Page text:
France's CAC 40 was up 0.6% to 5,611, while Germany's DAX was 0.4% higher at 12,432. Britain's FTSE 100 gained 0.5% to 7,566.
U.S. shares looked set for small gains, with the future contract for the Dow Jones Industrial Average up 0.1% and the S&P 500 futures rising less than 0.1%.
Banks Wells Fargo and Goldman Sachs reported second quarter results that beat estimates, pushing up shares in pre-trading.
Pharmaceuticals and consumer goods maker Johnson & Johnson posted slightly lower sales across much of its business in the second quarter, but its profit figure was higher than analysts were forecasting.
The numbers are likely to be reassuring to investors worried about a slowdown in economic growth and the looming impact of the impasse between the U.S. and China over trade.
The White House's repeated threats to raise tariffs further in retaliation for the U.S. trade deficit and policies that critics say are unfair has made companies hesitant to invest and has hurt trade internationally. They're a big reason China on Monday reported its weakest quarter of economic growth in at least 26 years.
U.S. Treasury Secretary Stephen Mnuchin told reporters in Washington on Monday that he has held "several conversations" with Chinese officials and expects another phone call this week.
The aim is to restart high-level talks that collapsed in May.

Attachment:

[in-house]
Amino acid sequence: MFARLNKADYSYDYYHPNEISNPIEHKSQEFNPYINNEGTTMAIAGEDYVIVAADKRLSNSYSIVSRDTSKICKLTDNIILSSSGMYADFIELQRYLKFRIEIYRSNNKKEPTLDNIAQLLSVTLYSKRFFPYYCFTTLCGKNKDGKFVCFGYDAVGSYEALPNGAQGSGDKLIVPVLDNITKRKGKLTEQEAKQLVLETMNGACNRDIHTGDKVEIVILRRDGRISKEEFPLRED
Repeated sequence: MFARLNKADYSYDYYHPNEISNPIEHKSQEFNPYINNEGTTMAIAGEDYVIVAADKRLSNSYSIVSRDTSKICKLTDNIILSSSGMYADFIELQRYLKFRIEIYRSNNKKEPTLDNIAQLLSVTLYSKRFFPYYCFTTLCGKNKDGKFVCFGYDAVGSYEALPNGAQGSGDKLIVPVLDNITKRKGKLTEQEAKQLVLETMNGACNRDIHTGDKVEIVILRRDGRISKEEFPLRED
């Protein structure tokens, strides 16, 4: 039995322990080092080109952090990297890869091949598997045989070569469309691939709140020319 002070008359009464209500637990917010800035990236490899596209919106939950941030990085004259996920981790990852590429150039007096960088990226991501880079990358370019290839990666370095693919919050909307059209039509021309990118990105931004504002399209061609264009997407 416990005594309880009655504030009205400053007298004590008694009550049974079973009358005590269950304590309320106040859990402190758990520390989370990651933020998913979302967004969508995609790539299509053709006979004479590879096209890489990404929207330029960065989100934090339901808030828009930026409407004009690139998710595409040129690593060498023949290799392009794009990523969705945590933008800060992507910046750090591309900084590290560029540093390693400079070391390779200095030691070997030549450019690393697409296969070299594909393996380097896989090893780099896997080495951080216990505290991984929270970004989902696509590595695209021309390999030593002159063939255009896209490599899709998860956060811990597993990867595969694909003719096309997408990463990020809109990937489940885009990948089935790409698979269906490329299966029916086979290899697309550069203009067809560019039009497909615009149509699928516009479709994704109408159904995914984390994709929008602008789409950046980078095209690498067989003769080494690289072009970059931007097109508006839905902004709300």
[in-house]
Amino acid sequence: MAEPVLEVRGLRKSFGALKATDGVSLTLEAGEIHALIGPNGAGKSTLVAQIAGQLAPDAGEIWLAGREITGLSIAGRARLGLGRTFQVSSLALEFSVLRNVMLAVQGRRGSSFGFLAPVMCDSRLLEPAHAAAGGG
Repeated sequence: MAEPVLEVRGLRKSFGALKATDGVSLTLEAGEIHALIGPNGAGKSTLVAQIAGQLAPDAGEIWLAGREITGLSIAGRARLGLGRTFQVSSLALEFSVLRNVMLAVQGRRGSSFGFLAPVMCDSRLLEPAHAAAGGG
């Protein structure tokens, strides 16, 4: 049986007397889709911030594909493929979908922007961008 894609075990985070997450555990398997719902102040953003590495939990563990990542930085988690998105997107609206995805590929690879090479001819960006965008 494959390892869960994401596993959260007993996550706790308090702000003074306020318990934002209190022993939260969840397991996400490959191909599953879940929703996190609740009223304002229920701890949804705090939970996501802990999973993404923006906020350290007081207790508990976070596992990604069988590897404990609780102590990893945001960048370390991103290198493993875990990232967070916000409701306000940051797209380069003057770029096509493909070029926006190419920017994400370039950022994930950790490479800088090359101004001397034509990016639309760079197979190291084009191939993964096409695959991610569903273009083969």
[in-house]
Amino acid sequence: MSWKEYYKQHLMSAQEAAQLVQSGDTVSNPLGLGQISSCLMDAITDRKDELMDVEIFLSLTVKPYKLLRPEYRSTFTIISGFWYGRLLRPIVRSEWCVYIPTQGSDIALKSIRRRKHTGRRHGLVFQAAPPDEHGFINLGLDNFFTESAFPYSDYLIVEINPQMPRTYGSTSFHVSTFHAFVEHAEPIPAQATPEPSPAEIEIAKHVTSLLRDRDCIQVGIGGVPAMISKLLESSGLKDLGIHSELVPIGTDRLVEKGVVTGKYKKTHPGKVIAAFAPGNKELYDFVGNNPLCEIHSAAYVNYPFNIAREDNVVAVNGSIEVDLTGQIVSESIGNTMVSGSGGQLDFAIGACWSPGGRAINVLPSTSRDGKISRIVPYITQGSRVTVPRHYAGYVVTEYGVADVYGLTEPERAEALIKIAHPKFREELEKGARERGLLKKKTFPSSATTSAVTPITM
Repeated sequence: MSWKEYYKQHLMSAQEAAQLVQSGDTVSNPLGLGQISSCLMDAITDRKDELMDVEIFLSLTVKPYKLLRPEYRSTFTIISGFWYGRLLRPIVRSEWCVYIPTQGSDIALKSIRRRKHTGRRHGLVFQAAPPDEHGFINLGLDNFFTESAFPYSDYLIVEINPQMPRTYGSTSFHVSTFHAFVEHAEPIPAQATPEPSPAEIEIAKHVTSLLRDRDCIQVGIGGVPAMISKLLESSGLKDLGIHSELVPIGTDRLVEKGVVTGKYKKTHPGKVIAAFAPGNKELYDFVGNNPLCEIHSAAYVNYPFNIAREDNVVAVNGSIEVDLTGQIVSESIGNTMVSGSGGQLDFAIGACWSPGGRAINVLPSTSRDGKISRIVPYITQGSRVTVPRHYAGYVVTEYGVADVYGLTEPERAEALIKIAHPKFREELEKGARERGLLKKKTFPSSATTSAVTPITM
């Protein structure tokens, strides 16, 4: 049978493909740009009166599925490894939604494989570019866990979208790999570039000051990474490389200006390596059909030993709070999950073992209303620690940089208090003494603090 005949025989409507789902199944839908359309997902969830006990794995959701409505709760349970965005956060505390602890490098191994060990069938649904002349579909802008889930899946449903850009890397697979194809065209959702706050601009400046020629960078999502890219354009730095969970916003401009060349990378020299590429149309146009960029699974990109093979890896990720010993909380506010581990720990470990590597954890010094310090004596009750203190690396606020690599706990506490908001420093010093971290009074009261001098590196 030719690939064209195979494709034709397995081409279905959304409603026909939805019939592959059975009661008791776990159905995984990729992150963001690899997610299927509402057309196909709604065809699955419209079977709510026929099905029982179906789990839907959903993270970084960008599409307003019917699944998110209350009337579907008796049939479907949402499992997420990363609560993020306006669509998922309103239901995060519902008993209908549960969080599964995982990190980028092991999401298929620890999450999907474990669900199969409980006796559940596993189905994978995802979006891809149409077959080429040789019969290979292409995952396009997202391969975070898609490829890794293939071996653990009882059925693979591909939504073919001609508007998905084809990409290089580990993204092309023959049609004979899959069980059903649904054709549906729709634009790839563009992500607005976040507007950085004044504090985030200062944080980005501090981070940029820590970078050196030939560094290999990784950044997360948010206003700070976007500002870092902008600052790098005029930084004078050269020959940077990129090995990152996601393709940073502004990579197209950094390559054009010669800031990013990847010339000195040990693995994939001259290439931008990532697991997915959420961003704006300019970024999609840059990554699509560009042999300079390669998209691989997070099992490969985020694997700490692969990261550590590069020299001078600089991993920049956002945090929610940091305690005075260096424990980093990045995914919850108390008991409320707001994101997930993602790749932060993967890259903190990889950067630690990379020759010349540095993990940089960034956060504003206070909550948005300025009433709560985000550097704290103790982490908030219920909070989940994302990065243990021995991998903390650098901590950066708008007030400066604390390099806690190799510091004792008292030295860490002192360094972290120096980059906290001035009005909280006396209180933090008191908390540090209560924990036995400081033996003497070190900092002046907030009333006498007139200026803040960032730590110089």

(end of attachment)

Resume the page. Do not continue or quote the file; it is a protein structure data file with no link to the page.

"To the extent that we make significant progress I think we'll go there," he said.
In Asian trading, Japan's benchmark Nikkei 225 declined 0.7% to finish at 21,535.25. Australia's S&P/ASX 200 lost nearly 0.2% to 6,641.00. South Korea's Kospi added 0.5% to 2,091.87 and Hong Kong's Hang Seng rose 0.2% to 28,619.62, while the Shanghai Composite shed 0.2% to 2,937.62.
Shares have jumped since early June on increasing expectations that the U.S. Federal Reserve will cut interest rates to help the economy, and investors are virtually certain that it will happen at the next Fed meeting at the end of this month. The only question, investors say, is how deeply the Fed will cut when it lowers rates for the first time in a decade.
ENERGY: Benchmark U.S. crude fell 2 cents at $59.56 a barrel. It fell 63 cents on Monday. Brent crude, the international standard, shed 4 cents to $66.44 a barrel.
CURRENCIES: The dollar rose to 108.01 Japanese yen from 107.98 late Monday. The euro fell to $1.1221 from $1.1258.